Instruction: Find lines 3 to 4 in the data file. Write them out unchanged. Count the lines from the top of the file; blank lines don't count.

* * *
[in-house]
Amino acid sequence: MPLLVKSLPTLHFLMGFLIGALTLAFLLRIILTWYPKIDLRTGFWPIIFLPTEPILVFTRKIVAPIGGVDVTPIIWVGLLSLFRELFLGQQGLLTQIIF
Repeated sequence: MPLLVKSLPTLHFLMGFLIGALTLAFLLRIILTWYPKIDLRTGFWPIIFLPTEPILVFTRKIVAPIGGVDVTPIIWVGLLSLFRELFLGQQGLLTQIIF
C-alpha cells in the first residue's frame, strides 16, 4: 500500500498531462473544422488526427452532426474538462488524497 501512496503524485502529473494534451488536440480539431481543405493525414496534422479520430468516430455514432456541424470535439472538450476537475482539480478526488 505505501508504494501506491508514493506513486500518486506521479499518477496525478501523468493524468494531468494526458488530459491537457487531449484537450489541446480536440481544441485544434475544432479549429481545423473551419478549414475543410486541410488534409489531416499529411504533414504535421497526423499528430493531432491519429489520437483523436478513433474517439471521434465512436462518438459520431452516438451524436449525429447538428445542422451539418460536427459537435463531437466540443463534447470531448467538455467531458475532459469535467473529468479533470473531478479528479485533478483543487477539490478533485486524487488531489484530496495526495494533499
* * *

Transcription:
Repeated sequence: MPLLVKSLPTLHFLMGFLIGALTLAFLLRIILTWYPKIDLRTGFWPIIFLPTEPILVFTRKIVAPIGGVDVTPIIWVGLLSLFRELFLGQQGLLTQIIF
C-alpha cells in the first residue's frame, strides 16, 4: 500500500498531462473544422488526427452532426474538462488524497 501512496503524485502529473494534451488536440480539431481543405493525414496534422479520430468516430455514432456541424470535439472538450476537475482539480478526488 505505501508504494501506491508514493506513486500518486506521479499518477496525478501523468493524468494531468494526458488530459491537457487531449484537450489541446480536440481544441485544434475544432479549429481545423473551419478549414475543410486541410488534409489531416499529411504533414504535421497526423499528430493531432491519429489520437483523436478513433474517439471521434465512436462518438459520431452516438451524436449525429447538428445542422451539418460536427459537435463531437466540443463534447470531448467538455467531458475532459469535467473529468479533470473531478479528479485533478483543487477539490478533485486524487488531489484530496495526495494533499